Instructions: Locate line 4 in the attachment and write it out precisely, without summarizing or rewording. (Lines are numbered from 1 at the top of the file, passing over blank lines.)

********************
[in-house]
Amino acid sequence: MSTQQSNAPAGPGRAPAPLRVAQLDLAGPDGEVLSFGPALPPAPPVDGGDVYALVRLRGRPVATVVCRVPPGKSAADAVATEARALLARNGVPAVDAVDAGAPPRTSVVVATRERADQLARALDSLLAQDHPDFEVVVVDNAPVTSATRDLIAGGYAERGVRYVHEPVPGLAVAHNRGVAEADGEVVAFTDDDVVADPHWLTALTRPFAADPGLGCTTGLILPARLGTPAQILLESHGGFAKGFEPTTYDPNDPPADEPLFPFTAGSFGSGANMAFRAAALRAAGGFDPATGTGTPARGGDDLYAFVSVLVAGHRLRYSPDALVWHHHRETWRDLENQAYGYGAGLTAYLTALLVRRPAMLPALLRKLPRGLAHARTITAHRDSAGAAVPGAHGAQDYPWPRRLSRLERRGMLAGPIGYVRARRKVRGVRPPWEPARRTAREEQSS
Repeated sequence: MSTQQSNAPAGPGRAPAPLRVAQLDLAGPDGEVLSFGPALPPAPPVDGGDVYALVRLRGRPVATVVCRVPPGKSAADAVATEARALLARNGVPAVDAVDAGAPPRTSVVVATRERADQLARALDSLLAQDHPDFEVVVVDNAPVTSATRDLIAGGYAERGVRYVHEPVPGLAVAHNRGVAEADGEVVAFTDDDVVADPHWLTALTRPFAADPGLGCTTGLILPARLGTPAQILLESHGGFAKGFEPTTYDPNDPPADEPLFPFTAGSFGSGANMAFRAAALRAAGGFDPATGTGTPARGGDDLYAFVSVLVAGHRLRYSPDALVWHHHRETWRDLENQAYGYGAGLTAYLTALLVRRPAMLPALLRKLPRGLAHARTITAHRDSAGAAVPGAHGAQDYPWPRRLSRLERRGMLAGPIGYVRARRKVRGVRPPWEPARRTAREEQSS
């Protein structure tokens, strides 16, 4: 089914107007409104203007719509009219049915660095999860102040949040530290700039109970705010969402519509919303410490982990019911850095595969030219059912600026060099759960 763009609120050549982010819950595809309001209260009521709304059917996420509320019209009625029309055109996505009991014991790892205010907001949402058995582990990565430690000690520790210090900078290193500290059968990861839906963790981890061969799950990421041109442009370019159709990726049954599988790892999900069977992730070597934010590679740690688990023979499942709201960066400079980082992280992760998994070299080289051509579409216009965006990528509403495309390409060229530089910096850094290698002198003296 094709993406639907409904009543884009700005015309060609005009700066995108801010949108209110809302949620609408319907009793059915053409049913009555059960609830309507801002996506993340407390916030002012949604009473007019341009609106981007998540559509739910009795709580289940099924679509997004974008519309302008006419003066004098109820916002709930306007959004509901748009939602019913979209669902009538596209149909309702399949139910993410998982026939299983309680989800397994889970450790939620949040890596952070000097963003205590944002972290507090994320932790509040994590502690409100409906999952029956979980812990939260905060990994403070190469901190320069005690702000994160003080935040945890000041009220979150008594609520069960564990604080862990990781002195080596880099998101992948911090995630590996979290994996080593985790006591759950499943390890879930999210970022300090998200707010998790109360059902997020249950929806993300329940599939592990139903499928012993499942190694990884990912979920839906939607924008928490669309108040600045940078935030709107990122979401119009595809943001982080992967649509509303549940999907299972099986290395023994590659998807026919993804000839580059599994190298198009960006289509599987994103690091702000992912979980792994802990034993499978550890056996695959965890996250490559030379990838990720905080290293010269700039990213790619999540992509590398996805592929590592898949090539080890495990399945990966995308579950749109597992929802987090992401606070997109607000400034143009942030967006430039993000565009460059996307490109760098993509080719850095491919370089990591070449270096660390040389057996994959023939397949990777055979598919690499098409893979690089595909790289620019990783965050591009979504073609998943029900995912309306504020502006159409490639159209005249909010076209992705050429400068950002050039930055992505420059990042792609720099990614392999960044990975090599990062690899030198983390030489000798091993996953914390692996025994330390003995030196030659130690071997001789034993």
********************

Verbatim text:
């Protein structure tokens, strides 16, 4: 089914107007409104203007719509009219049915660095999860102040949040530290700039109970705010969402519509919303410490982990019911850095595969030219059912600026060099759960 763009609120050549982010819950595809309001209260009521709304059917996420509320019209009625029309055109996505009991014991790892205010907001949402058995582990990565430690000690520790210090900078290193500290059968990861839906963790981890061969799950990421041109442009370019159709990726049954599988790892999900069977992730070597934010590679740690688990023979499942709201960066400079980082992280992760998994070299080289051509579409216009965006990528509403495309390409060229530089910096850094290698002198003296 094709993406639907409904009543884009700005015309060609005009700066995108801010949108209110809302949620609408319907009793059915053409049913009555059960609830309507801002996506993340407390916030002012949604009473007019341009609106981007998540559509739910009795709580289940099924679509997004974008519309302008006419003066004098109820916002709930306007959004509901748009939602019913979209669902009538596209149909309702399949139910993410998982026939299983309680989800397994889970450790939620949040890596952070000097963003205590944002972290507090994320932790509040994590502690409100409906999952029956979980812990939260905060990994403070190469901190320069005690702000994160003080935040945890000041009220979150008594609520069960564990604080862990990781002195080596880099998101992948911090995630590996979290994996080593985790006591759950499943390890879930999210970022300090998200707010998790109360059902997020249950929806993300329940599939592990139903499928012993499942190694990884990912979920839906939607924008928490669309108040600045940078935030709107990122979401119009595809943001982080992967649509509303549940999907299972099986290395023994590659998807026919993804000839580059599994190298198009960006289509599987994103690091702000992912979980792994802990034993499978550890056996695959965890996250490559030379990838990720905080290293010269700039990213790619999540992509590398996805592929590592898949090539080890495990399945990966995308579950749109597992929802987090992401606070997109607000400034143009942030967006430039993000565009460059996307490109760098993509080719850095491919370089990591070449270096660390040389057996994959023939397949990777055979598919690499098409893979690089595909790289620019990783965050591009979504073609998943029900995912309306504020502006159409490639159209005249909010076209992705050429400068950002050039930055992505420059990042792609720099990614392999960044990975090599990062690899030198983390030489000798091993996953914390692996025994330390003995030196030659130690071997001789034993």